American Hustle and Gravity picked up the most nominations with 10 apiece, the former dominating the acting categories and the latter dominating the technical ones. David O. Russell continues his remarkable actor-director rapport by picking up all four acting nominations, the first time in history that the same director has managed to steer two films to that same feat. Even more remarkable is the fact that all four actors in question have now received multiple nominations with O. Russell at the helm with Christian Bale and Jennifer Lawrence having won their only Oscars working with him.
12 Years a Slave picked up 9 nominations for an impressive showing of its own, although it was snubbed in the Best Original Score category. The remaining films picked up no more than 6 nominations each at the most, so it seems unlikely that anything other than this year’s “Big Three” will dominate the night. Then again, last year saw multiple films with double-digit nominations but the awards were still spread out quite evenly. Looking at the calibre of talent this year, it seems another equal distribution is on the cards.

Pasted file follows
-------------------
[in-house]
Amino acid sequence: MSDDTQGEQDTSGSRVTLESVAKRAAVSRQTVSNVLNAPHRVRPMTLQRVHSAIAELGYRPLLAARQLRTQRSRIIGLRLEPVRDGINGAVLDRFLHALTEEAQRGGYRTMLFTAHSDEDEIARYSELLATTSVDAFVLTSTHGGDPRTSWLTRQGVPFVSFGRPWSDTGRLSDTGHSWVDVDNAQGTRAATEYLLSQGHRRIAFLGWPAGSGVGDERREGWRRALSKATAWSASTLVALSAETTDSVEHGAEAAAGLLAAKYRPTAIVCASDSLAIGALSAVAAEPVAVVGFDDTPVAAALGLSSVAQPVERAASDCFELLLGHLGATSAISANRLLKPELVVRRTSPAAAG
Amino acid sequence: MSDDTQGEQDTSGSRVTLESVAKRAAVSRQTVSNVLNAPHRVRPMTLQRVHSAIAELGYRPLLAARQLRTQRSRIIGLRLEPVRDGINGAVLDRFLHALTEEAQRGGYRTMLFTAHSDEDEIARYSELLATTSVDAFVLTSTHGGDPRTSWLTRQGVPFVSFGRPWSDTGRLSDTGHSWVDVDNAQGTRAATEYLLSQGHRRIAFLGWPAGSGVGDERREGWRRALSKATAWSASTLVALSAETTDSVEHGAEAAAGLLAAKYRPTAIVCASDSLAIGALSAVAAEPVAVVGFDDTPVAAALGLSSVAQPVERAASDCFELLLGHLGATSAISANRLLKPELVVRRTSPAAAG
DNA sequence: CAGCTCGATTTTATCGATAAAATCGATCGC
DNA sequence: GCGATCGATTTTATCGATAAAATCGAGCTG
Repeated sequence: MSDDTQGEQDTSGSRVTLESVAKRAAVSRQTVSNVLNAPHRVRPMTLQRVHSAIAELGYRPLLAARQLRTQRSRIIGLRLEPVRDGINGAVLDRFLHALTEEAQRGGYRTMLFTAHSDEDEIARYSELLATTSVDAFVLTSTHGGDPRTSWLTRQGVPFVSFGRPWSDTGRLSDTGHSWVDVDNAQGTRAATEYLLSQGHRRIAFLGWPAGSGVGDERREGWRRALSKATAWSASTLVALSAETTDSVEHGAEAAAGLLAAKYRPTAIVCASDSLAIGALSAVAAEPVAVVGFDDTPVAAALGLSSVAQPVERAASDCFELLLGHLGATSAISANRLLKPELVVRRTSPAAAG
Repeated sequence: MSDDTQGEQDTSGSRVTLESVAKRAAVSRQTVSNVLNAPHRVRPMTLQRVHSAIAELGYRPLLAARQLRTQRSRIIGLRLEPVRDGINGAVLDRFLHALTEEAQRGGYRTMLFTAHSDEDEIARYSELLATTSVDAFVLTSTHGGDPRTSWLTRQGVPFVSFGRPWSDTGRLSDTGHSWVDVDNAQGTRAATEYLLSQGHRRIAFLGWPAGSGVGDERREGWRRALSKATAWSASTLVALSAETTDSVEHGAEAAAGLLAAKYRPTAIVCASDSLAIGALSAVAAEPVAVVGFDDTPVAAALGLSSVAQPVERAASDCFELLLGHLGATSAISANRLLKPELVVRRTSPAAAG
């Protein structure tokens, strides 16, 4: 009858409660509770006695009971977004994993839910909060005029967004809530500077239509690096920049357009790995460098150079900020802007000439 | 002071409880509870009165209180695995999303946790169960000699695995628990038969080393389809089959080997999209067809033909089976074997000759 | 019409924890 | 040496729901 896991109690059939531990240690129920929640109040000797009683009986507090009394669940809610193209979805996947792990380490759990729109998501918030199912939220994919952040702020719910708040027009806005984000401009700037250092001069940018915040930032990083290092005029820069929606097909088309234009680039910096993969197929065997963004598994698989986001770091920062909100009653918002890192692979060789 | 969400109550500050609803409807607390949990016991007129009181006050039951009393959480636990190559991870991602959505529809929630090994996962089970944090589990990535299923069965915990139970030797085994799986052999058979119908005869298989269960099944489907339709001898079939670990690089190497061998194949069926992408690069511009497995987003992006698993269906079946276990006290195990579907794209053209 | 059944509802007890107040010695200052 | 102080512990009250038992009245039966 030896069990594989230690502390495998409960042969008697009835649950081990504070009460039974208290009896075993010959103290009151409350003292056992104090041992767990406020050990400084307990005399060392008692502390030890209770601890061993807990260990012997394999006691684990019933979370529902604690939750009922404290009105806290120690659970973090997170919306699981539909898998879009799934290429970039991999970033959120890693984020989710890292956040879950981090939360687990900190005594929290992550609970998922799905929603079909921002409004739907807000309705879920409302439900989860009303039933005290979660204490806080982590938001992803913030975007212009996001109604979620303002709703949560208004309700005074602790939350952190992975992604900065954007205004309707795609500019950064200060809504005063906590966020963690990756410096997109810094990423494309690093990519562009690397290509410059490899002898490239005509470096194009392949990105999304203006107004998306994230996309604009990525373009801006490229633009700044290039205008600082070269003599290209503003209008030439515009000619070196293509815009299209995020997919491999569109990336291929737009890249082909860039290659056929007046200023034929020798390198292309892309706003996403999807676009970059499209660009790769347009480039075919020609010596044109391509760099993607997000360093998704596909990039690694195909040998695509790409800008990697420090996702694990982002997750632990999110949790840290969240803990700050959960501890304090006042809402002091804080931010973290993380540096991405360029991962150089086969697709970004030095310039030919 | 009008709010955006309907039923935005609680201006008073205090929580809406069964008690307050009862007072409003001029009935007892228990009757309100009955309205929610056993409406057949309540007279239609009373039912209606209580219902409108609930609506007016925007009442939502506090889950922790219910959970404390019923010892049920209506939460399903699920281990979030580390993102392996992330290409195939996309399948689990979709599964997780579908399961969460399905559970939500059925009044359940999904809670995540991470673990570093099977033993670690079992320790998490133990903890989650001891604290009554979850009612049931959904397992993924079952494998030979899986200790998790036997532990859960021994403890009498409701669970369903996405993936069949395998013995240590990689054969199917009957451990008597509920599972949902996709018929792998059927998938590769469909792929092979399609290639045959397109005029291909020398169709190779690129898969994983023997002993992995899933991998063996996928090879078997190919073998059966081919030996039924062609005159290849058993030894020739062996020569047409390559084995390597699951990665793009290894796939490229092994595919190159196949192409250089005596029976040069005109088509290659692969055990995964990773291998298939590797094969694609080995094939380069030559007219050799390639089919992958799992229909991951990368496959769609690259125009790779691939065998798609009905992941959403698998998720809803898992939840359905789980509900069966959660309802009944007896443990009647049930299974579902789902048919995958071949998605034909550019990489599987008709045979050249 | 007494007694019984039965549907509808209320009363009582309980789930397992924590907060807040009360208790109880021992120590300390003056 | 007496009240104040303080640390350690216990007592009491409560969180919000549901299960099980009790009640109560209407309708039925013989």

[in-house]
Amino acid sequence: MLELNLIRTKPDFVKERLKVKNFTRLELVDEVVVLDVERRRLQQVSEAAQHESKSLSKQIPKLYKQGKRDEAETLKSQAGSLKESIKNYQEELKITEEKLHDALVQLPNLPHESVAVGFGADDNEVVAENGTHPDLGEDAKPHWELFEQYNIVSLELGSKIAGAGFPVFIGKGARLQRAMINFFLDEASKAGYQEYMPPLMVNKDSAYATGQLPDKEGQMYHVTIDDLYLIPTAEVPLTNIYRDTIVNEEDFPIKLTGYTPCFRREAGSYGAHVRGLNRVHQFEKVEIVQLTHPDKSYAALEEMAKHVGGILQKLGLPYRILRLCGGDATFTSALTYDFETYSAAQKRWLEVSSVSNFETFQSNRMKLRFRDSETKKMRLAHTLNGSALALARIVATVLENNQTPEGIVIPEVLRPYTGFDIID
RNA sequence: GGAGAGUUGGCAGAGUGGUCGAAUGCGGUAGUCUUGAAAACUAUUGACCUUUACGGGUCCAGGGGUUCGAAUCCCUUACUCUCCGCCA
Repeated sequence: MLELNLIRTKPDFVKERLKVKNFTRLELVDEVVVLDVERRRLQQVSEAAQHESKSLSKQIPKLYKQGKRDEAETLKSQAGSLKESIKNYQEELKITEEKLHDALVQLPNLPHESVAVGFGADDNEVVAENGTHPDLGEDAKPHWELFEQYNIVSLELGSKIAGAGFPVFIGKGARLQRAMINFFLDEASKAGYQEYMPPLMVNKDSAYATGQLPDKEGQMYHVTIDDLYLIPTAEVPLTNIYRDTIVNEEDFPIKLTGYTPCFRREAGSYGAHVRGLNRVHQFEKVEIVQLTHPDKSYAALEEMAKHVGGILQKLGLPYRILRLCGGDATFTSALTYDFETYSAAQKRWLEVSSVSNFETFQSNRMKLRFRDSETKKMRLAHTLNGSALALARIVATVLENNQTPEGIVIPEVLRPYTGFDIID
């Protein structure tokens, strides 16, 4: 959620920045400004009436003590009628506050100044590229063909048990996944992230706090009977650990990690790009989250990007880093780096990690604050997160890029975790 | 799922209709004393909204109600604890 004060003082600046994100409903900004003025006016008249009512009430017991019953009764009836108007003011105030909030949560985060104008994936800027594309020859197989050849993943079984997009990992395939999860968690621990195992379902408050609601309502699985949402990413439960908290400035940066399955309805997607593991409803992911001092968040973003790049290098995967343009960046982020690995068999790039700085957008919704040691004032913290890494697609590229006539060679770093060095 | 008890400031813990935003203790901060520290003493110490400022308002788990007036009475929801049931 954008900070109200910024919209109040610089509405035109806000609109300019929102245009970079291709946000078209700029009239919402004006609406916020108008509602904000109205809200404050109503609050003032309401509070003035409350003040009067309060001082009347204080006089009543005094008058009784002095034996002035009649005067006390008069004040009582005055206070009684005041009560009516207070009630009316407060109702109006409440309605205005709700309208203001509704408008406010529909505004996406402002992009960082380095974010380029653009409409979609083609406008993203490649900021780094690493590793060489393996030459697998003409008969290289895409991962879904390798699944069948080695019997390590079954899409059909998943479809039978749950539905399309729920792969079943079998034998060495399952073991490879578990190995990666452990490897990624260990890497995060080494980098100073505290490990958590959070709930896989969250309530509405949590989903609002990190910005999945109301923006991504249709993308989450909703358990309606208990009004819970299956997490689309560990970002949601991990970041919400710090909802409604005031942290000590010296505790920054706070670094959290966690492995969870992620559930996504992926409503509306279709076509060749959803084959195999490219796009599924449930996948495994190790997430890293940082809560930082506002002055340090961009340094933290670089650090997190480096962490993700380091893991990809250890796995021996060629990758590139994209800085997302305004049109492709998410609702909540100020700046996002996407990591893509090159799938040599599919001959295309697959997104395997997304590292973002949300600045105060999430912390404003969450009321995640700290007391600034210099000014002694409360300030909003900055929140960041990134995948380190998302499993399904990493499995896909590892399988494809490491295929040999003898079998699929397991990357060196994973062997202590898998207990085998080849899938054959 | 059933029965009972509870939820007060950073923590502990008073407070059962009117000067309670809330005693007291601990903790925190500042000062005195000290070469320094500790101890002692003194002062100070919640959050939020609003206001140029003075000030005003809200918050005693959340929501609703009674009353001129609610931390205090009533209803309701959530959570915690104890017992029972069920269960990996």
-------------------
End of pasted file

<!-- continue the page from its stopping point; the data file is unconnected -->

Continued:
Best Director nominations largely coincided with the Directors’ Guild of America nods, with O. Russell, Alfonso Cuarón (Gravity), Steve McQueen (12 Years a Slave) and Martin Scorsese (The Wolf of Wall Street) getting nominated at both awards. The one point of difference was AMPAS choosing Alexander Payne (Nebraska), meaning Paul Greengrass’ work for Captain Phillips suffered from being the fifth favourite.
Chiwetel Ejiofor (12 Years a Slave) and Matthew McConaughey (Dallas Buyers Club) were both guaranteed Best Actor slots for their respective roles but the remaining three slots were highly competitive. They eventually went to Leonardo Dicaprio (The Wolf of Wall Street), Bruce Dern (Nebraska) and Christian Bale (American Hustle). Bale’s nomination was the least assured of the group, with both Tom Hanks (Captain Phillips) and Robert Redford (All is Lost) being better choices. Redford refused to campaign for his nomination – which really makes you respect the guy even more – but Hanks’ snub is still a big shocker.
The Best Actress nominations went to Amy Adams (American Hustle), Cate Blanchett (Blue Jasmine), Sandra Bullock (Gravity), Judi Dench (Philomena) and Meryl Streep (August: Osage County). Once again, only two slots – heavy favourite Blanchett and hard-working Bullock – were really guaranteed. Dame Dench was the likeliest Brit to pick up a nod and it is wonderful to see her in the mix again. Streep is on an astonishing 18th nomination and while her work might not be the strongest contender, it is important to remember that, with the Oscars, a strong role for Meryl Streep means that there are really only four slots up for grabs in any given year. Adams is perhaps the surprise of the bunch, upending Emma Thompson’s work for Saving Mr. Banks, but it is unlikely that she will win, which is a shame as she is the only person in this category who has not won an Oscar yet.